where the points all lie on a two-dimensional sheet with an interesting shape.

This lower dimensional sheet within a higher dimensional space is called the manifold.

PCA is not sophisticated enough to find this interesting structure.

One widely used manifold learning method is called multi-dimensional scaling, or MDS.

There are many flavors of MDS,

but they all have the same general goal;

to visualize a high dimensional dataset and project

it onto a lower dimensional space - in most cases,

a two-dimensional page - in a way that preserves

information about how the points in the original data space are close to each other.

In this way, you can find and visualize

clustering behavior in your high dimensional data.

Using a technique like MDS and scikit learn is quite similar to using PCA.

Like with PCA, each feature should be normalized

so its feature values have zero mean and unit variants.

After importing the MDS class from sklearn.manifold and transforming the input data,

you create the MDS object,

specifying the number of components - typically set to two dimensions for visualization.

You then fit the object using the transform data,

which will learn the mapping and then you can apply

the MDS mapping to the transformed data.

Here's an example of applying MDS to the fruit dataset.

And you can see it does a pretty good job of

visualizing the fact that the different fruit types

do indeed tend to cluster into groups.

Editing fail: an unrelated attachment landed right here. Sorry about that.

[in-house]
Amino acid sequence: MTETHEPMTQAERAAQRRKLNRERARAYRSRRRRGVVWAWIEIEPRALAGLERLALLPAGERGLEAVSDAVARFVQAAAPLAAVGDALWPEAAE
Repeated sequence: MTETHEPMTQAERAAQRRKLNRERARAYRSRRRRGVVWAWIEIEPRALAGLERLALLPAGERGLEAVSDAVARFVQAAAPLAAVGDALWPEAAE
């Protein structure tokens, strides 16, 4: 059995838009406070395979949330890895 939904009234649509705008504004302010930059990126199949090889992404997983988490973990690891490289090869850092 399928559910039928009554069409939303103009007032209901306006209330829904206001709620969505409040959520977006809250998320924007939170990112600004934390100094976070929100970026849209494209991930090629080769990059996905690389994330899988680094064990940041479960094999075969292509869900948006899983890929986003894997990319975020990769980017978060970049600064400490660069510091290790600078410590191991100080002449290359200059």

An especially powerful manifold learning algorithm

for visualizing your data is called t-SNE.

t-SNE finds a two-dimensional representation of your data,

such that the distances between points in the 2D scatterplot match as closely

as possible the distances between

the same points in the original high dimensional dataset.

In particular, t-SNE gives much more weight to preserving

information about distances between points that are neighbors.

Here's an example of t-SNE applied to the images in the handwritten digits dataset.

You can see that this two-dimensional plot preserves

the neighbor relationships between images that are similar in terms of their pixels.

For example, the cluster for most of the digit

eight samples is closer to the cluster for the digits three and five,

in which handwriting can appear more similar than to say the digit one,

whose cluster is much farther away.

And here's an example of applying t-SNE on the fruit dataset.

The code is very similar to applying MDS and essentially just replaces MDS with t-SNE.

The interesting thing here is that t-SNE does a poor job of

finding structure in this rather small and simple fruit dataset,

which reminds us that we should try at least a few different approaches when

visualizing data using manifold learning to

see which works best for a particular dataset.

t-SNE tends to work better on datasets that have more well-defined local structure;

in other words, more clearly defined patterns of neighbors.